runningtheberlinwall

Archive for October, 2009|Monthly archive page

Write the Berlin Wall

In Art, Berlin Wall, Germany on October 24, 2009 at 12:08 pm

The energy generated by the anniversary is expressing itself in many different ways, and it’s not just historians who are making hay. Berlin is pulling in artists – or even more than usual – from around the world for projects like Wallbreakers. In the rush to remove any trace of the Wall, little thought was given to future monuments. Everyone was so glad to see it go, no-one considered that part of the border ought to survive as a reminder of four decades of division.

Fortunately, a few sections escaped the chisels of the souvenir hunting wall-chippers and the bulldozers of local authority on either side. Places like the East Side Gallery provide a place to remember, but also a great empty surface for a new generation to express themselves on. Write the Wall outside Tape nightclub is another project where the concrete becomes canvas.

Berlin has its own peculiar energy at any time, but this promises to be a very special month in a very special city.

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Berlin November ’09

In Berlin Wall, GDR on October 23, 2009 at 10:19 am

From 26 October, I will be travelling through Germany taking the national temperature as a reunited Deutschland gears up for the celebrations that will mark 20 years since the Wall opened. I will be talking to as many people as possible and taking part in as many events as possible, to understand how both sides – but particularly the former GDR-citizens – are coming to terms with this enormous event.

This will also incorporate the Berlin regional ‘Burn’ a party for the German Burning Man community. The trip will culminate in a flash mob on the anniversary (9 Nov) where people will join hands forming a human chain along the former route of the border in this iconic city.

Provisional itinerary: Bremen; Hannover; Leipzig; Rostock; Berlin.

Hero or villain?

In GDR, Germany on October 20, 2009 at 2:01 pm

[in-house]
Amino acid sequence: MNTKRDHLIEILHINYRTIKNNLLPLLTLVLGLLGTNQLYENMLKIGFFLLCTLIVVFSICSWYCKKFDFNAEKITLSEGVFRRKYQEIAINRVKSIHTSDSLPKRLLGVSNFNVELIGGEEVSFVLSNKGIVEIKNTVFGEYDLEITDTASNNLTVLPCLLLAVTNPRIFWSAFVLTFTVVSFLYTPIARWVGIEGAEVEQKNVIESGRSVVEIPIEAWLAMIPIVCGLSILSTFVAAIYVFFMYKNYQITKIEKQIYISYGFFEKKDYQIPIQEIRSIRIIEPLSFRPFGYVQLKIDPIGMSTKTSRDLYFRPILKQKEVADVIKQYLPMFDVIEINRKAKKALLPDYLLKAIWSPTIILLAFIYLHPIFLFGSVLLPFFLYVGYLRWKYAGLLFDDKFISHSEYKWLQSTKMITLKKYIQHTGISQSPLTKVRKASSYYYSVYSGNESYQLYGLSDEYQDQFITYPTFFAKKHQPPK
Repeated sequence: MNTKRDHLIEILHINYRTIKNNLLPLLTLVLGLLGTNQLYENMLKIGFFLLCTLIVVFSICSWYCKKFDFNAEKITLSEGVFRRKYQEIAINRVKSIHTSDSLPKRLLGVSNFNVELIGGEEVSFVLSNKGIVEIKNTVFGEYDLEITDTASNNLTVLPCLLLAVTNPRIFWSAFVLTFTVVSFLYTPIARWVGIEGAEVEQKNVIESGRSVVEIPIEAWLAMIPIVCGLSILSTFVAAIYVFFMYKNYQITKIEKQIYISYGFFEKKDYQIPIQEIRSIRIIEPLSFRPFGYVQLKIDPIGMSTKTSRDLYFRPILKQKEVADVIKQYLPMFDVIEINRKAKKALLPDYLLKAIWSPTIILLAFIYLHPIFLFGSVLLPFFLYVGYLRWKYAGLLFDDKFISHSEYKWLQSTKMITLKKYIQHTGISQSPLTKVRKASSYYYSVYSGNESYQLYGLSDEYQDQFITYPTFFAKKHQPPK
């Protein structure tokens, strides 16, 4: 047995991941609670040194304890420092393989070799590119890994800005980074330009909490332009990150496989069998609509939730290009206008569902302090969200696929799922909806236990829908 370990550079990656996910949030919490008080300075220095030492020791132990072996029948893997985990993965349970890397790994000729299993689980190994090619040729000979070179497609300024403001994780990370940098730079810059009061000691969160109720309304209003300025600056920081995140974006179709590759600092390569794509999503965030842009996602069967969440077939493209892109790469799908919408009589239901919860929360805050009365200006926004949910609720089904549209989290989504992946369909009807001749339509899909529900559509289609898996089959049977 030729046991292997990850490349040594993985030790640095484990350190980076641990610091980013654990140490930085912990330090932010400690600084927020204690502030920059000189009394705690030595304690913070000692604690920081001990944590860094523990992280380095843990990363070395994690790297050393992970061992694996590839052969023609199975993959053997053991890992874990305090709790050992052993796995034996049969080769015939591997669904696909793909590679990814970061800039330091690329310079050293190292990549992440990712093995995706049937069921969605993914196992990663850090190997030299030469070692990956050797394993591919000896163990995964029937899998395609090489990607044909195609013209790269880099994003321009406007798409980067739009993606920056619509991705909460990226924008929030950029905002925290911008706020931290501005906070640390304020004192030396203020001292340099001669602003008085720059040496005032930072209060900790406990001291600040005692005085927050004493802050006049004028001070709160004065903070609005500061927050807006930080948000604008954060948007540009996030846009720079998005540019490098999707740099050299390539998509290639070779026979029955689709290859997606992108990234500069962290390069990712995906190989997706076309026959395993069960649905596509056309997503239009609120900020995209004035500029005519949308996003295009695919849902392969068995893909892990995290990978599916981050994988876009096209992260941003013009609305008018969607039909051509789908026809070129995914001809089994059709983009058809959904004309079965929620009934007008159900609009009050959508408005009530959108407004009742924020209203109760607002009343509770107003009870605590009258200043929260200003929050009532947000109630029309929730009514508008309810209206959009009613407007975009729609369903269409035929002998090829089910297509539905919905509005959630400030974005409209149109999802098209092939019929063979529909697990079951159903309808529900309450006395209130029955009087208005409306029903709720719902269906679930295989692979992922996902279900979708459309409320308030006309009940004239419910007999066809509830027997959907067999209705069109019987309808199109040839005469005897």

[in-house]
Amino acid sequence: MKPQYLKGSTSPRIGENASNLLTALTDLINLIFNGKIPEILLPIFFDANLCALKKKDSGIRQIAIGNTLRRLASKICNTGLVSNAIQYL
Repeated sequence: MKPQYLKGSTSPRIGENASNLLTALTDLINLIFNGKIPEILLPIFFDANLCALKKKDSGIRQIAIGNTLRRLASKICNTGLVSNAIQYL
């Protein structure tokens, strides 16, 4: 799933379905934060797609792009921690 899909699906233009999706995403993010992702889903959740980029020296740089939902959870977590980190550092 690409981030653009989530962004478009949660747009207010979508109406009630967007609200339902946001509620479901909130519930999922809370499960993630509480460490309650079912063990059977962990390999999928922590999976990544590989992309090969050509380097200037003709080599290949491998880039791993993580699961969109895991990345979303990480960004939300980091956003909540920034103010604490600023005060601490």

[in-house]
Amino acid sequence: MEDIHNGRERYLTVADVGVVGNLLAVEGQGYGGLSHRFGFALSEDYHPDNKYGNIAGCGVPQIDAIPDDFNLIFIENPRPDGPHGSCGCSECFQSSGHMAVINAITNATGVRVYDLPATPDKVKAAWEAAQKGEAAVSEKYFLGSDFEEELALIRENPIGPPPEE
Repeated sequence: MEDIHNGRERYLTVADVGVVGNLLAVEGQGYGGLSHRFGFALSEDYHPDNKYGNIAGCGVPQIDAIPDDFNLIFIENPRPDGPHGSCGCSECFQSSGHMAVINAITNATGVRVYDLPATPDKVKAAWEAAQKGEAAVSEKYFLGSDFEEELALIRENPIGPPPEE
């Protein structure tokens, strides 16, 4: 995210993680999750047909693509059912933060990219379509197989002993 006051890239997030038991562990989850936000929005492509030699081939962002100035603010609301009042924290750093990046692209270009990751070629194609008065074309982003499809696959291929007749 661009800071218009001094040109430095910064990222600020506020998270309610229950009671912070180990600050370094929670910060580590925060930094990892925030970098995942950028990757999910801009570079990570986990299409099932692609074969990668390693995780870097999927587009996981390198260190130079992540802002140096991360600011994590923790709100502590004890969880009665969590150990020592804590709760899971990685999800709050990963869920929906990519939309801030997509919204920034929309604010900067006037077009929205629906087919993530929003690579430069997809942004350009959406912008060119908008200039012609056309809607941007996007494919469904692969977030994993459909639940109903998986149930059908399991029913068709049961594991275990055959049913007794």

Flicking through a broadsheet in a Trieste library, I read that Egon Krenz, leader – very briefly – of East Germany at the time of Die Mauerfall claims he should be congratulated for ensuring there was no bloodshed. Krenz took over as the inertia of the Peaceful Revolution was too much for a government abandoned by Moscow. The day before, I had read a German clergyman’s assertion that media plaudits for the East German church’s revolutionary role had quickly turned to allegations of collusion.

One man’s activist is another man’s agitator; the man at the helm when the government crashes says he was going to bring it down anyway. People are fickle, memories are short and truth is a much a construct as any wall; revisionism is an inevitable consequence of postmodernism. The past is changing: this will not be the last attempt to mould memories of this dramatic time.

Runner’s World UK

In Berlin Wall, GDR, Germany, Running on October 20, 2009 at 12:05 pm

Read my article about running the Innerdeutsche Grenze (internal German border) in the Nov issue of Runner’s World.

Longer and older than the Wall in Berlin, it was just as well defended. This is where NATO faced-off against the Warsaw Pact.

A matter of time

In Berlin Wall, GDR, Germany on October 16, 2009 at 11:17 am

20 years ago today in Leipzig the opening of the Wall was now almost inevitable. The weekly Montagsdemonstration (Monday demonstrations) from the Nikolaikirche were rocketing in size, especially after the decision on 9th October by the GDR government not to use military force against 70,000 increasingly-confident – and determinedly peaceful – protesters.

Gorbachev had made it clear that the Brezhnev Doctrine was obsolete and the GDR government found itself isolated as it realised there would be no reinforcements from an already preoccupied Moscow.

Tonight would have seen hundreds of thousands of East Germans slowly walk through the streets of a city that had a big Stasi presence, singing hymns and carrying candles their now regular non-violent marches around the Tröndlingring.

One can only imagine how they must have felt to be a part of history, to be shaping European politics – about to precipitate the biggest event in German history for 40 years. They were the people.

Leipzig marks turning point

In Berlin Wall, GDR, Germany, Wall on October 9, 2009 at 6:48 pm

With a series of events that includes a recreation of the famous ‘Monday Demonstrations’ that started at the St Nicholas’ Church (Nikolaikirche), Leipzig today celebrates the marches that cranked up pressure on the GDR regime over the course of 1989, eventually leading to the opening of the Wall on 9th November.

9th October was a turning point (see this article for an eyewitness account) when thousands of marchers played non-violent brinkmanship with the authorities – pushing them to see how far they would bend. The authorities had large forces at their dispersal, and were ready to use them. But, for reasons that are still slightly vague – owing to history being a subjective area and of course the regime’s secrecy – this power was not used.

This could easily have been a violent massacre: the East German government had recently praised the response of their contemporaries in China to the Tiannenmen Square protests. But for whatever reason, be it compassion or simply confusion and indecisiveness, the authorities backed down. Maybe they saw the writing on the metaphorical wall. It was the beginning of the end.

Links:
http://www.leipzig.de/de/buerger/politik/herbst89/2009/lichtfest/14404.shtml

http://germanhistorydocs.ghi-dc.org/sub_document.cfm?document_id=230